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Often times when I participate in Capture-the-Flag (CTF) events or engage in a penetration test, I'll need to send files from one computer to another. Sometimes I might transfer from Windows to Windows, Linux to Linux, or Windows to Linux and vice versa. In many cases, I need to transfer files to and from my Windows desktop (my host) to my Linux Virtual Machine (VM). During CTFs or penetration testing, it's imperative to know a variety of methods for transferring files between different machines and operating systems.

Sometimes during a CTF or a pentesting engagement, you'll need to grab files from a victim machine back to your attacking machine. Or, you might need to send your files from your Kali Linux VM (or other flavor of Linux) to your Windows machine for more permanent storage. In this blog, I'll show several different methods for transferring files.

## Transferring Files

Many people in the cybersecurity/information security world rely heavily on VMware. VMware Tools allows users to seamlessly transfer files between their host operating system and their virtual machines. But, VMware licenses can be expensive and not everyone uses it.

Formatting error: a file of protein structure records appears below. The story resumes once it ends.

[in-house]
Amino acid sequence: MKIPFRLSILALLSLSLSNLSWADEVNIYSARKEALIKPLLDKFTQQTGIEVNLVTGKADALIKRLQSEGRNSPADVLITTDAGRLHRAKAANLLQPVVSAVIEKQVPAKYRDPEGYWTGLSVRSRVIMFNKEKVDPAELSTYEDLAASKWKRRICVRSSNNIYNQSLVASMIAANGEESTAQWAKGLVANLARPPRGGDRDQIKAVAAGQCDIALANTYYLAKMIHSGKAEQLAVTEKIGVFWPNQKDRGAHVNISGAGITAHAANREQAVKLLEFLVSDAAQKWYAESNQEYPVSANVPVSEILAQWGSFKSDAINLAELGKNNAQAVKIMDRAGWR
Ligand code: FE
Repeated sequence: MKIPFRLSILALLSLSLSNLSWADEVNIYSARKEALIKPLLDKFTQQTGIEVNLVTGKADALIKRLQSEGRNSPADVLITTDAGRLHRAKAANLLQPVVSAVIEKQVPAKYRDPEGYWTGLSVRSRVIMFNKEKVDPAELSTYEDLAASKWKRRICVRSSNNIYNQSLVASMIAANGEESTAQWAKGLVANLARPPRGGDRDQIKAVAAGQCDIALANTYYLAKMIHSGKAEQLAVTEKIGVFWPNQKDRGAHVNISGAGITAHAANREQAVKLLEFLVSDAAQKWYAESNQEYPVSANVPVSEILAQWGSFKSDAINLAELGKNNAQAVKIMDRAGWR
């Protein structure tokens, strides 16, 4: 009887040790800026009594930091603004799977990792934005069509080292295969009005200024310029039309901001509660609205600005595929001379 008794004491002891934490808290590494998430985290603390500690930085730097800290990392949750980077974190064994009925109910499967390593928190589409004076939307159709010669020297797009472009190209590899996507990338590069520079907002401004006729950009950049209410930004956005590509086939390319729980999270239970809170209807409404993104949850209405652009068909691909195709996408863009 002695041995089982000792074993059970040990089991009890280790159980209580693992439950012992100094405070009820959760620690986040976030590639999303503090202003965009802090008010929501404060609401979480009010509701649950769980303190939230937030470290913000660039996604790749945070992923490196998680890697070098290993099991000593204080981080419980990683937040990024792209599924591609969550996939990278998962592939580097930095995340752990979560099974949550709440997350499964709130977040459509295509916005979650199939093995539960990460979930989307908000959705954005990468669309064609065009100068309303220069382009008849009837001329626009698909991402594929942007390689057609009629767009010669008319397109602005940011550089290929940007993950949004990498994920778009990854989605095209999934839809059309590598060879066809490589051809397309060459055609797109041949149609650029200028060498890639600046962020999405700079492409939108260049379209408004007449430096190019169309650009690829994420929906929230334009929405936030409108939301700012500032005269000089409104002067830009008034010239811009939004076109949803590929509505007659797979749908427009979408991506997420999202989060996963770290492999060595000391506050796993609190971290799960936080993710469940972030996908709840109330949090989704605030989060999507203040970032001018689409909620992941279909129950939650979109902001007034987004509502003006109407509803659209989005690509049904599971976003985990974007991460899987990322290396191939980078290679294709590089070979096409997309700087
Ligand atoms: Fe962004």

I use ProxMox as my virtualization solution and haven't used VMware for a few years. Unfortunately, there isn't a VMware Tools equivalent for copying/pasting or transferring files from your host to your ProxMox VMs. I've found a few creative solutions that have worked for me.

## Copying and Pasting with Netcat (Windows to Linux)

Let's say I have the following machines and IPs that I want to copy/paste between:

• Windows (192.168.1.10)
• Linux (192.168.1.20)

First, open a Command Prompt (Hold Win+R, then type "cmd"). Enter the following command to start a Netcat listener on a port (I used port 4815 in my example).

C:\> nc -lnvp 4815

Now, from your Linux VM, connect to the listener using the following command:

$nc 192.168.1.10 4815 If you enter text in one terminal and press Enter, you'll see the text appear in the other machine's terminal. You can also copy text and paste it rather than typing it in. ## Sending files with Netcat Sending files with Netcat is very easy. The only downside to this method is that Netcat is not native to Windows. Send the file through the Netcat listener: C:\> nc -lnvp 4815 < path\to\file.txt Receive the file on your Linux VM: $ nc 192.168.1.10 4815 > file.txt